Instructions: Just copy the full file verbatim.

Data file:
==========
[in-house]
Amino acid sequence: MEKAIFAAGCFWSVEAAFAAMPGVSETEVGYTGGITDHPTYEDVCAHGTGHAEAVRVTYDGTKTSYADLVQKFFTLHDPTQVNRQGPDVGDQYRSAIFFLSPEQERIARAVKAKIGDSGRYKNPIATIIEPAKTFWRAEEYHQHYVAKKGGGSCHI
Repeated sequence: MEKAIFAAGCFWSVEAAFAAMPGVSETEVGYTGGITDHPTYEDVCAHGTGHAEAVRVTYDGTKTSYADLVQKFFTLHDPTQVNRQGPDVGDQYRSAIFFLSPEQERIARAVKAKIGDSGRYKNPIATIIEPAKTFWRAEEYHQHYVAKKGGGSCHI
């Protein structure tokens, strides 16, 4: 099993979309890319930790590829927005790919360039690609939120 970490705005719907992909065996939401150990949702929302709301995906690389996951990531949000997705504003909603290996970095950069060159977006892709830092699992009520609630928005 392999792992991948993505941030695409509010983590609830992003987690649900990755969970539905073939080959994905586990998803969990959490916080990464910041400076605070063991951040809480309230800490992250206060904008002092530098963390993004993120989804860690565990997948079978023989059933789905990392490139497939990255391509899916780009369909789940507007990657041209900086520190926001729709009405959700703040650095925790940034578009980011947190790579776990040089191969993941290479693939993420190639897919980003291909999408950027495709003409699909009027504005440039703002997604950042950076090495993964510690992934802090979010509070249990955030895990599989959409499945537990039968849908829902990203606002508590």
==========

[in-house]
Amino acid sequence: MEKAIFAAGCFWSVEAAFAAMPGVSETEVGYTGGITDHPTYEDVCAHGTGHAEAVRVTYDGTKTSYADLVQKFFTLHDPTQVNRQGPDVGDQYRSAIFFLSPEQERIARAVKAKIGDSGRYKNPIATIIEPAKTFWRAEEYHQHYVAKKGGGSCHI
Repeated sequence: MEKAIFAAGCFWSVEAAFAAMPGVSETEVGYTGGITDHPTYEDVCAHGTGHAEAVRVTYDGTKTSYADLVQKFFTLHDPTQVNRQGPDVGDQYRSAIFFLSPEQERIARAVKAKIGDSGRYKNPIATIIEPAKTFWRAEEYHQHYVAKKGGGSCHI
């Protein structure tokens, strides 16, 4: 099993979309890319930790590829927005790919360039690609939120 970490705005719907992909065996939401150990949702929302709301995906690389996951990531949000997705504003909603290996970095950069060159977006892709830092699992009520609630928005 392999792992991948993505941030695409509010983590609830992003987690649900990755969970539905073939080959994905586990998803969990959490916080990464910041400076605070063991951040809480309230800490992250206060904008002092530098963390993004993120989804860690565990997948079978023989059933789905990392490139497939990255391509899916780009369909789940507007990657041209900086520190926001729709009405959700703040650095925790940034578009980011947190790579776990040089191969993941290479693939993420190639897919980003291909999408950027495709003409699909009027504005440039703002997604950042950076090495993964510690992934802090979010509070249990955030895990599989959409499945537990039968849908829902990203606002508590």